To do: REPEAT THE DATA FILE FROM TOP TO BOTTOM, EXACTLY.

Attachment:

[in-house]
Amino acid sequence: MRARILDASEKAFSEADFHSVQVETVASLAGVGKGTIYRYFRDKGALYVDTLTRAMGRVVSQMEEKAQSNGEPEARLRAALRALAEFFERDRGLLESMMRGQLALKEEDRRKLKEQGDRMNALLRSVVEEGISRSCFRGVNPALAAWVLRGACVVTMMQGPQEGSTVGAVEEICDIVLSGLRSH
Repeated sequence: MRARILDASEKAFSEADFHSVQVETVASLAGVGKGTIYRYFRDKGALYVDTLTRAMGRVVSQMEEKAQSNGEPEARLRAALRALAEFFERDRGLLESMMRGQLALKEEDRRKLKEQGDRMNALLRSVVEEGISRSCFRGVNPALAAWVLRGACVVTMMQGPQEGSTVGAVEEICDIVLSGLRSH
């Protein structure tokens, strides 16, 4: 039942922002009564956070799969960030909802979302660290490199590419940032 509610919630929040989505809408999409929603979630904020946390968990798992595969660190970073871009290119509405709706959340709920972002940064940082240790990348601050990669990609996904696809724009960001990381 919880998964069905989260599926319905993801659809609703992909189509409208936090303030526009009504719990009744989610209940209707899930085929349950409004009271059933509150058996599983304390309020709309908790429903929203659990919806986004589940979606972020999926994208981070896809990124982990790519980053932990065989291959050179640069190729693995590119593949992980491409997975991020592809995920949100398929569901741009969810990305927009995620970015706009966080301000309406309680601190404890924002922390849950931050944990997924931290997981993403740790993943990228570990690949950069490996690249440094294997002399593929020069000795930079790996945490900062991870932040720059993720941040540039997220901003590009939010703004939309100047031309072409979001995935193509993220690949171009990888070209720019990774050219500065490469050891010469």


[in-house]
Amino acid sequence: MRARILDASEKAFSEADFHSVQVETVASLAGVGKGTIYRYFRDKGALYVDTLTRAMGRVVSQMEEKAQSNGEPEARLRAALRALAEFFERDRGLLESMMRGQLALKEEDRRKLKEQGDRMNALLRSVVEEGISRSCFRGVNPALAAWVLRGACVVTMMQGPQEGSTVGAVEEICDIVLSGLRSH
Repeated sequence: MRARILDASEKAFSEADFHSVQVETVASLAGVGKGTIYRYFRDKGALYVDTLTRAMGRVVSQMEEKAQSNGEPEARLRAALRALAEFFERDRGLLESMMRGQLALKEEDRRKLKEQGDRMNALLRSVVEEGISRSCFRGVNPALAAWVLRGACVVTMMQGPQEGSTVGAVEEICDIVLSGLRSH
């Protein structure tokens, strides 16, 4: 039942922002009564956070799969960030909802979302660290490199590419940032 509610919630929040989505809408999409929603979630904020946390968990798992595969660190970073871009290119509405709706959340709920972002940064940082240790990348601050990669990609996904696809724009960001990381 919880998964069905989260599926319905993801659809609703992909189509409208936090303030526009009504719990009744989610209940209707899930085929349950409004009271059933509150058996599983304390309020709309908790429903929203659990919806986004589940979606972020999926994208981070896809990124982990790519980053932990065989291959050179640069190729693995590119593949992980491409997975991020592809995920949100398929569901741009969810990305927009995620970015706009966080301000309406309680601190404890924002922390849950931050944990997924931290997981993403740790993943990228570990690949950069490996690249440094294997002399593929020069000795930079790996945490900062991870932040720059993720941040540039997220901003590009939010703004939309100047031309072409979001995935193509993220690949171009990888070209720019990774050219500065490469050891010469």